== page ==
Hennepin County child protection reforms have changed needs for service
MINNEAPOLIS (July 14, 2020) – After serving as a haven for generations of children and youth, Catholic Charities’ St. Joseph’s Home for Children in South Minneapolis will conclude its operations as Emergency Shelter and Central Intake for Hennepin County by the end of 2020.
The Central Intake and Emergency Shelter programs have been the tools to help the system respond quickly to a crisis and place children into a safe setting. St. Joe’s also has offered emergency congregate shelter for those without other options with family or within the foster care system. The decision to close reflects years of advocacy by Catholic Charities of St. Paul and Minneapolis to promote greater stability and permanency for children served and to ensure more trauma-informed and equitable practices in the child protection system. With Catholic Charities’ support, Hennepin County continues to advance its current strategic direction to prioritize placement of children with family and foster families first and to provide congregate care as an option of last resort.
These efforts have resulted in a significantly reduced number of children served by St. Joseph’s Emergency Shelter and Central Intake in recent years, with an average census often below 10 children a night in shelter.
Hennepin County and Catholic Charities will work to place children currently receiving care at St. Joe’s into relatives’ homes, foster homes or other community-based options. St. Joe’s Shelter services are anticipated to conclude by the end of August, and Central Intake will transition by the end of 2020. Work is underway to design the next phase.
“Hennepin County and Catholic Charities’ partnership has endured for decades,” said Hennepin County Commissioner Mike Opat, chair of the county’s Child Well-being Advisory Committee. “As with all great partnerships, it evolves from time to time and this is the next step in our work to bring transformational change to child protection. This closure actually represents wonderful progress to reduce the trauma kids face when families are in crisis.”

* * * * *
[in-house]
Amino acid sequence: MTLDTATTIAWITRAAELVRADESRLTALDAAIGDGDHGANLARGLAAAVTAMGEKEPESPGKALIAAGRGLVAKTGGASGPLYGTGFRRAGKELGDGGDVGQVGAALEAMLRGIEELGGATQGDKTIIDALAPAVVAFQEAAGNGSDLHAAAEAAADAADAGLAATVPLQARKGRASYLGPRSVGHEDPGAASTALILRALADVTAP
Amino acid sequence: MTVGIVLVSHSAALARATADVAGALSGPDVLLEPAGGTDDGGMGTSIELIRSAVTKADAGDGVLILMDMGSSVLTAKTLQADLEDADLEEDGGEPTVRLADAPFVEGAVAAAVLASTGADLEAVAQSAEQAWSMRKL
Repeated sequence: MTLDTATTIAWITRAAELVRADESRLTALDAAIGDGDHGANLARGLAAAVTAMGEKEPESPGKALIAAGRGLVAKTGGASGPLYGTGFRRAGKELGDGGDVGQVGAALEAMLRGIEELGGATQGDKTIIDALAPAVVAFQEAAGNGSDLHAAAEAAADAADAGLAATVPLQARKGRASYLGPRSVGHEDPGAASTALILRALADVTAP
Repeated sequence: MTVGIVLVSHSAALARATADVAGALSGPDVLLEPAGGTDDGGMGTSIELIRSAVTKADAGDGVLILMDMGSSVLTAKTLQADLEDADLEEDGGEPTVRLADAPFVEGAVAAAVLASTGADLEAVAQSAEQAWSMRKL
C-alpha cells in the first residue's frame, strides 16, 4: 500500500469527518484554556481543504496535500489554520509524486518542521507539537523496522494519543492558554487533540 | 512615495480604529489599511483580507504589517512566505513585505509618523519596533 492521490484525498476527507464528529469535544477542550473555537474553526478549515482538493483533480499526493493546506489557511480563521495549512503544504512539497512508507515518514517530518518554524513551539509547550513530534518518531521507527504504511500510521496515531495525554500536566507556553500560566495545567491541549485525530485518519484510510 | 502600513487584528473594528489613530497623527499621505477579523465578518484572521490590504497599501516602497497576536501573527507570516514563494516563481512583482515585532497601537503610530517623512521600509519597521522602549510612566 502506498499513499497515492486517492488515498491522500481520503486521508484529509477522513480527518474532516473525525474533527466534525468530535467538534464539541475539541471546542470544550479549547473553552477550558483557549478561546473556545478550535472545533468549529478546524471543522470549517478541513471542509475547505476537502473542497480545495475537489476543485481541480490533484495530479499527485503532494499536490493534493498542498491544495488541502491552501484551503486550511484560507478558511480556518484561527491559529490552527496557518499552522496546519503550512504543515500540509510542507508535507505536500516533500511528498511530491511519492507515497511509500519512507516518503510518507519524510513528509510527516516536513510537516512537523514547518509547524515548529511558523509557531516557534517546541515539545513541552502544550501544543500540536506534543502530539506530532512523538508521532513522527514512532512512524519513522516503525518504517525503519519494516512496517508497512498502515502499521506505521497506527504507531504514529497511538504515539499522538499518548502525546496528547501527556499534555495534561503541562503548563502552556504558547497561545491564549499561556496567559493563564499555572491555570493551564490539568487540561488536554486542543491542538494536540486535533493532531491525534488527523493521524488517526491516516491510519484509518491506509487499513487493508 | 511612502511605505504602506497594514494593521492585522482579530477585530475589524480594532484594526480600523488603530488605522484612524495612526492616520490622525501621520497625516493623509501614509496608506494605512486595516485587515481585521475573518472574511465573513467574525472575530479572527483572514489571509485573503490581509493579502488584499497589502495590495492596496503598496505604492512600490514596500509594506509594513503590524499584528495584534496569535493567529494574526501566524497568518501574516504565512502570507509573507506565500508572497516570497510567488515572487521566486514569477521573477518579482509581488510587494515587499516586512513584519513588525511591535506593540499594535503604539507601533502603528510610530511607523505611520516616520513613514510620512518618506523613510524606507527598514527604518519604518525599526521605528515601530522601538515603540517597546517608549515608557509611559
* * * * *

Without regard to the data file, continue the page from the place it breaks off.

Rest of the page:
Formed in 1869 as the St. Joseph’s German Catholic Orphan Society, what is now known as St. Joseph’s Home for Children is Catholic Charities’ first program in the Twin Cities. Then serving youth left parentless by the dangers of pioneer life, the Civil War and pandemics, the Society opened the first St. Joseph’s German Catholic Orphan Asylum in Saint Paul in 1877. In 1960, economic and social conditions dictated that the Asylum merge with the Catholic Boys Home, which had been serving youth at the 46th and Chicago location in Minneapolis since 1886 to improve services to youth. Over the last 60 years, St. Joe’s has played a critical role in the lives of thousands providing safe, stable and dignified care in times of need.
“From babies to adolescents, children have found safety and stability in the care of St. Joseph’s Home for Children for generations,” said Tim Marx, President and CEO of Catholic Charities. “We are so proud of that legacy. While it’s always hard to leave a bit of history behind, this transition means the community is getting closer to its goal of keeping vulnerable children safely connected to and supported by their families and home communities, relying much less on an institutional setting like St. Joe’s – and that is a good thing.”
In conjunction with this transition and continuing Catholic Charities’ 150-year history of dignified service to those most in need, the organization is implementing a strategic direction to deepen its commitment to housing stability designed to maximize critical impact in the community and strengthen long-term financial sustainability. This commitment is seen in Catholic Charities’ current project, Exodus 2.0 (name subject to change), a $75 million private/public partnership designed to bring dignified housing to more than 200 people in Minneapolis and as the organization approaches the one-year anniversary of Dorothy Day Place, a $100 million public/private partnership serving 1,000 people every day in downtown Saint Paul.